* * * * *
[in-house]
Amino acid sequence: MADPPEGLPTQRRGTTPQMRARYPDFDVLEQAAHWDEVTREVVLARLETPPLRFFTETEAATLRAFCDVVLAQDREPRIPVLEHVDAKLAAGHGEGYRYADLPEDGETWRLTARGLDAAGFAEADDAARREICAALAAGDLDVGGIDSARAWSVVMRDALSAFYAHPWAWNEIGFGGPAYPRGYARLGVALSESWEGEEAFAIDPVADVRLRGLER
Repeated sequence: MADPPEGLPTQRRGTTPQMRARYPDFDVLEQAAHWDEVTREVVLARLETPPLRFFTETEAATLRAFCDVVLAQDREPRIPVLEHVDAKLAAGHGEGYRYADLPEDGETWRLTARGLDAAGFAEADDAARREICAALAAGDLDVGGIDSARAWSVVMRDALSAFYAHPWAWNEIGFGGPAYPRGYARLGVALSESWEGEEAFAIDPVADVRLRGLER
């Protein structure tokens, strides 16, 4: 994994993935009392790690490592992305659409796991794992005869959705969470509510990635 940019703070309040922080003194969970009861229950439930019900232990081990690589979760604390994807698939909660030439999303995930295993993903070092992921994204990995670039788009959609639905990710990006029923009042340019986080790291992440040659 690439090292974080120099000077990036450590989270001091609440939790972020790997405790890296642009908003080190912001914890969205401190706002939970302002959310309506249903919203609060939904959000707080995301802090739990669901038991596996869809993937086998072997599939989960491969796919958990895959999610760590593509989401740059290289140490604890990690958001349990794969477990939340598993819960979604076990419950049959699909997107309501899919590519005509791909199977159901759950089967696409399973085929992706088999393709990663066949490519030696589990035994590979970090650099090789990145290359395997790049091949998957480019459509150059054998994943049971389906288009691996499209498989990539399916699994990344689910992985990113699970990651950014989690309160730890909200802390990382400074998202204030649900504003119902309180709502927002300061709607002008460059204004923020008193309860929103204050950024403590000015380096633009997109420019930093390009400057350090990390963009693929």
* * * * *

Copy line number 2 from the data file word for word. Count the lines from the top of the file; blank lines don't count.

Amino acid sequence: MADPPEGLPTQRRGTTPQMRARYPDFDVLEQAAHWDEVTREVVLARLETPPLRFFTETEAATLRAFCDVVLAQDREPRIPVLEHVDAKLAAGHGEGYRYADLPEDGETWRLTARGLDAAGFAEADDAARREICAALAAGDLDVGGIDSARAWSVVMRDALSAFYAHPWAWNEIGFGGPAYPRGYARLGVALSESWEGEEAFAIDPVADVRLRGLER